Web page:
BIBLIOGRAPHIE : LEWIS David (ed.), Edward Elgar, 2013, 224 p.

Building New Competition Law Regimes : Selected Essays, David LEWIS (ed.)

Mexico, Hungary, South Africa, Thailand and Zambia are featured in this collection. Although this is a limited sample, each country has a story to tell that is partly unique but also partly similar to those of other countries that have undergone the difficult task of introducing a competition law ethos and competition law institutions where there were essentially none before. Perhaps a conscious decision was made to exclude most of the BRICS, save one. I can start with a small criticism, which is that a horizontal chapter of lessons, for both new and old jurisdictions, might have served to unify the chapters. However, the reader can always write his own imaginary chapter for this purpose. And, as compensation for this apparent omission, the book does contain two bonus chapters, one on international antitrust problems and institutional responses, and one on regional (customs union or common market) agreements with competition provisions.

A particularly thoughtful (52-page) chapter on the evolution of competition law and enforcement in Hungary is provided by Csaba Kovács and Andreas Reindl. They fully explore the international influences (with interesting perspectives on Hungary’s accession process and the mixture of “reception” and selective adaptation of EU norms), the domestic political economy and the inter-institutional struggles that have shaped the GVH in its two-decade history. Although one of the authors is a GVH fellow, the chapter does not fail to acknowledge the authority’s own shortcomings and miscues. Competition authority officials should take note of the usefulness of this constructively candid approach, as opposed to the familiar refrain of—here is where we’ve made tremendous strides, and we’re at the top of our game. No deficiencies and we can only get better. The chapter seems to have been written before Hungary’s “watermelon” saga began, but the ploys by the Government to throw its weight around, favoring collusion in agriculture and seeking to weaken the GVH, are consistent with the unsettling trends highlighted by the authors. As they conclude, the GVH’s hard-earned effectiveness and accomplishments are fragile, and the increasingly inhospitable political environment in Hungary, coupled with the incompleteness of cultural change in surrounding institutions, has generated conditions of “systemic risk” (pp. 73-74).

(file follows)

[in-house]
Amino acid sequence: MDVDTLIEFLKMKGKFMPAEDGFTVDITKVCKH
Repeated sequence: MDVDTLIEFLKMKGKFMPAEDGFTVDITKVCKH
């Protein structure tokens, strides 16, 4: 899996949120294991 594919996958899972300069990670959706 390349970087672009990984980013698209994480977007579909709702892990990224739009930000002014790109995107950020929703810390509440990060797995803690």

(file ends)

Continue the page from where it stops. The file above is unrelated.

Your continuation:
The chapter on Mexico, by Eduardo Pérez Motta and Heidi Claudia Sada Correa, will appeal to anyone interested in “triage” regulatory reform in countries that start from a gloomy state-controlled economy, rife with industry-wide alliances and bloated public enterprises. The authors describe the undoubtedly difficult shift from the basket-case model to a market-based economy with a horizontal rather than vertical industrial policy ; and they describe the very active and necessary advocacy efforts of the Federal Competition Commission (now replaced by the Federal Economic Competition Commission), as well as important amendments made to Mexico’s competition law in 2006 and 2011. Further significant institutional reforms in Mexico, including the establishment in 2013 of specialized courts to review infringement decisions, were adopted following the completion of the chapter. And indeed, the process of reform has not settled down yet ; new proposals were tabled in February 2104 (see A. Perrot and A. Komninos, http://papers.ssrn.com/sol3/papers.cfm?abstract_id=2404022).